Whilst the decline of Grade A (Core CBD) rents in 2020 was less pronounced than originally projected, the 10% y-o-y fall presented value to a number of large corporates who took advantage of the short-term market pull-back to upgrade location and quality.
Chart 2: Four-quarter rolling total net absorption and vacancy
Source: CBRE Research
On the supply front, the office market will likely have further support due to the pretty lean development pipeline. Over the next three years (2021 – 2023), an average new supply of 1.13 million square feet per annum is estimated to come onstream, some 32% lower than the historical 10-year annual average of 1.67 million square feet. Taken alongside the likely removal of existing stock via redevelopment activity, the demand and supply dynamics should re-calibrate such that occupancy rates will stabilise over the midterm.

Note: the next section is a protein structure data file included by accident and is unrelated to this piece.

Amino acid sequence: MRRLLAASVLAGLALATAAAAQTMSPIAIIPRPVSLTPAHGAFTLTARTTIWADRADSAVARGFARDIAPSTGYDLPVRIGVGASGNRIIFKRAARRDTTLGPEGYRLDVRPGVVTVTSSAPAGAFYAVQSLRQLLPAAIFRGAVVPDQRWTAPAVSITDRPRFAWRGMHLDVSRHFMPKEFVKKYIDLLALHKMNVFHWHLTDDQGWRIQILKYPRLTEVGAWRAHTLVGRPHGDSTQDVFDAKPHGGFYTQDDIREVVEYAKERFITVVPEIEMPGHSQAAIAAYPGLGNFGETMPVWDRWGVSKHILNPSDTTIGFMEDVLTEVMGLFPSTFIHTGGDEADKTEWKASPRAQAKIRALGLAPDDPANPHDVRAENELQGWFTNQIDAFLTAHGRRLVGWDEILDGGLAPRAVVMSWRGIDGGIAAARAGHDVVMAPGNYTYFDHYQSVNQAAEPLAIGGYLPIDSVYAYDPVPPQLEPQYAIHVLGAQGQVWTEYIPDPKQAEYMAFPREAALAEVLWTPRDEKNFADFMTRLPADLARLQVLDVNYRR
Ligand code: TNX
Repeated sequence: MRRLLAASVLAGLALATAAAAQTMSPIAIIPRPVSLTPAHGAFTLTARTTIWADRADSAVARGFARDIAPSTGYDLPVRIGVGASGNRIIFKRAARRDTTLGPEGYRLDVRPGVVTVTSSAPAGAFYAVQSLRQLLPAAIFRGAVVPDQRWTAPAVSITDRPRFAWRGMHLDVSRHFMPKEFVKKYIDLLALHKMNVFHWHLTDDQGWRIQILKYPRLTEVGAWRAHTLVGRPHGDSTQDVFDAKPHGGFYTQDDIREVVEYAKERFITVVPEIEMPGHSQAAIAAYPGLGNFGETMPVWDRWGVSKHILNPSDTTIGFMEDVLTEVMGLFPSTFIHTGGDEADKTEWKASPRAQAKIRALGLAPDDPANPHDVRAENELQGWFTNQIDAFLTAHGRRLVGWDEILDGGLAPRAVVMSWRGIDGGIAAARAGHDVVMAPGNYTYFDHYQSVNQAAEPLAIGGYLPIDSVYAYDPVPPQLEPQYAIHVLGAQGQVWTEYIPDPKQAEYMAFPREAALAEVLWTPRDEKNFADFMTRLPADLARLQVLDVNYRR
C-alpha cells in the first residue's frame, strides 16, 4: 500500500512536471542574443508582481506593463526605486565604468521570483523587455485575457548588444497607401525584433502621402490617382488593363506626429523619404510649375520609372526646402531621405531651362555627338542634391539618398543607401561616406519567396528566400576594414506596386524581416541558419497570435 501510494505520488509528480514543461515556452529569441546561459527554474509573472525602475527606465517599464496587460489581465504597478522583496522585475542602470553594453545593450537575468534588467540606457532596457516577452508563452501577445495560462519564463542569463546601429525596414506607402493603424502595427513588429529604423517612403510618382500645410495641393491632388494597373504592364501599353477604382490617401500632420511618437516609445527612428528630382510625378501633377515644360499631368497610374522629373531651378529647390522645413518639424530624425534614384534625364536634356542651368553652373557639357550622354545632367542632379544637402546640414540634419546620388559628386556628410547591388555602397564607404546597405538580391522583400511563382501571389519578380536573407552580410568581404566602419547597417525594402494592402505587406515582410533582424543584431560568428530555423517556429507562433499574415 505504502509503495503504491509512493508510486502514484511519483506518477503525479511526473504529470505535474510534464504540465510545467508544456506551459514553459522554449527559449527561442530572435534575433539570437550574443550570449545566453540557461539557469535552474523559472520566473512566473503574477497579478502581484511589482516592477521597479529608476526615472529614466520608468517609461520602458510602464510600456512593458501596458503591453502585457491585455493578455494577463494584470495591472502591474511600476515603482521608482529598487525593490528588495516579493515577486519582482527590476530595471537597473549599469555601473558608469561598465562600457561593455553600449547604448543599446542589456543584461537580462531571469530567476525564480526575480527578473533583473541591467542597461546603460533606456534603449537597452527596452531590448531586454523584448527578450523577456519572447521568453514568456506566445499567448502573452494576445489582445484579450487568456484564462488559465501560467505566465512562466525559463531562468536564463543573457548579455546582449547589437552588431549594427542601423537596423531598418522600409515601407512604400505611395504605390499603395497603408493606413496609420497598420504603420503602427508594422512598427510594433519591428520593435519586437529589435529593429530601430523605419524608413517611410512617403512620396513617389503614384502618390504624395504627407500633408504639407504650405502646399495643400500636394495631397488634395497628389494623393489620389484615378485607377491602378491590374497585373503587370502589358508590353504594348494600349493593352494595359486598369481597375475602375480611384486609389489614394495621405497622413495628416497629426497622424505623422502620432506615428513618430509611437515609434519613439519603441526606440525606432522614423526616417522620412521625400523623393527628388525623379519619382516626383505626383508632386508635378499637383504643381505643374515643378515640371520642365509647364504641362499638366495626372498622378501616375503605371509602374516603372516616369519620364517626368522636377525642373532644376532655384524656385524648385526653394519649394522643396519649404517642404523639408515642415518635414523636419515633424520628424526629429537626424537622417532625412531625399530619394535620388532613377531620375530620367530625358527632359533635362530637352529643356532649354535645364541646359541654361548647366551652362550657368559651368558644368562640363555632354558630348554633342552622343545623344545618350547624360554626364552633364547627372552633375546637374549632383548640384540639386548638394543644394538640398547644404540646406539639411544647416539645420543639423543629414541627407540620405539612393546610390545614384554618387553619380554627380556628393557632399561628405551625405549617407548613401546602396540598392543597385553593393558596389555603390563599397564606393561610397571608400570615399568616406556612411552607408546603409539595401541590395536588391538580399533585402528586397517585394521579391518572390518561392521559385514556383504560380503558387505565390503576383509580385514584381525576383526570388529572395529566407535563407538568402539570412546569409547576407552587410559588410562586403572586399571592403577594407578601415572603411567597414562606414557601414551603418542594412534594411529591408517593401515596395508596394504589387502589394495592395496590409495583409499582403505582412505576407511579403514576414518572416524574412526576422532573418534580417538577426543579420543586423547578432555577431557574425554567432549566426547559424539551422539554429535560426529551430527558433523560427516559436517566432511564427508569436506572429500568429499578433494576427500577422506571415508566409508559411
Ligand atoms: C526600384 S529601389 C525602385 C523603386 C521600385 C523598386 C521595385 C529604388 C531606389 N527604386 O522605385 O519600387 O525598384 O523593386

With a likely solid demand for office space allied to reduced Grade A pipeline supply, it is likely that modest office rental growth will re-emerge in the second half of 2021.
That said, it will not be a uniform recovery in rents across all office grades and locations. The vacancy in older office stock may edge up as occupiers relocate to quality buildings. On the other hand, prime office buildings will be the main beneficiaries through the market recovery phase.
Singapore is well placed as a business hub and the office sector will undoubtedly remain relevant and indeed essential to sustaining the city’s economic growth and attractiveness to major corporates.